The western region of Mongolia has for much of its history been on the boundary between civilizations, between Chinese-dominated Asian culture to the east and European cultures to the west divided by the Altai mountains and the Tibetan plateau to the south with only a narrow gap just south of what is today Mongolia. This location near the crossroads of civilization has left the landscape littered with the history of many groups either originating in these mountain valleys or passing through on their way to conquest.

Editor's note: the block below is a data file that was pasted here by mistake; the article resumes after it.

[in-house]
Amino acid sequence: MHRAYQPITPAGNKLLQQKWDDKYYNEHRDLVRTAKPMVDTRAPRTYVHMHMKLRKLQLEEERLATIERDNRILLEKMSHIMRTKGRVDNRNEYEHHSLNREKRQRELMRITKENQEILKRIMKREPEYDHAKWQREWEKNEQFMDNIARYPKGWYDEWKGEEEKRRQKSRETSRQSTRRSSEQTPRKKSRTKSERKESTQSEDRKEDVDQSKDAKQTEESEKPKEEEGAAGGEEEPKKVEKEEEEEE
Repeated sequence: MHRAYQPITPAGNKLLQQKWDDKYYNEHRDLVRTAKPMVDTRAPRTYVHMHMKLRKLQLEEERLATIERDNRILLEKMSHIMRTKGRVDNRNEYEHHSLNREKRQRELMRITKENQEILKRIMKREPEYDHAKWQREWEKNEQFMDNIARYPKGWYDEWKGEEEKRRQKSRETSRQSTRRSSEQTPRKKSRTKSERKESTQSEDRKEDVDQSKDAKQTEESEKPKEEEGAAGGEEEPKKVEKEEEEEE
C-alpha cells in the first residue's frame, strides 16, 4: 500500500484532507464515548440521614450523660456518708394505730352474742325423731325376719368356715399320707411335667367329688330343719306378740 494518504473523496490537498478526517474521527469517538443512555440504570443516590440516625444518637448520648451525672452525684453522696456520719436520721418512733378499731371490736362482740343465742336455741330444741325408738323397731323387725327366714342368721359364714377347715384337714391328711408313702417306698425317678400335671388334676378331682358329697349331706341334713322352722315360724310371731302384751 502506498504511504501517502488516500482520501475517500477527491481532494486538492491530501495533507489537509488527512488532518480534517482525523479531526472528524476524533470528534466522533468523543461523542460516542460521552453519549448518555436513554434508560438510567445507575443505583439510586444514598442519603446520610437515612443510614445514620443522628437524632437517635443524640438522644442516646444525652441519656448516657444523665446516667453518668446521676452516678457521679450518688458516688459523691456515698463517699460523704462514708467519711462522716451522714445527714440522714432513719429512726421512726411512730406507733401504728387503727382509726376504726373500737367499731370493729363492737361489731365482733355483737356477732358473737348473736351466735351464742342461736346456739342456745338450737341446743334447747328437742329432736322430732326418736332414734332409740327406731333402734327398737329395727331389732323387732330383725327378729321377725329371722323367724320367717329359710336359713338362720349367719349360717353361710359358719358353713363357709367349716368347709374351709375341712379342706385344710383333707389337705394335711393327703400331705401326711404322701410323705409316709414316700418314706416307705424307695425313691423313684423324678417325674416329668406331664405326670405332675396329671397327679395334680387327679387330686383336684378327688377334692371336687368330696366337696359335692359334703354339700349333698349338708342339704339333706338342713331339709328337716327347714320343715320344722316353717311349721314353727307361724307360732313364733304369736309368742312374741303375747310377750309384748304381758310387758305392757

The archeological history of the region dates back several thousand years, with petroglyphs, Turkic standing stone statues, various tombs, monuments, and artifacts spread throughout the deserts, mountain passes, steps, and forests of the area. The descendants of these ancient artisans today still herd animals in a semi-nomadic lifestyle that is similar to the times of Genghis Khan, with small variations depending on which of the roughly 12 tribes and nationalities live here. Though often much harder to find than the cave drawings or nomadic ger-dwellers, many rare and endangered animals inhabit the region including the snow leopard, Argali sheep, ibex, Przewalski horse, and more common animals like the gray wolf, Corsac fox, golden eagle, lynx, brown bear, and many smaller animals.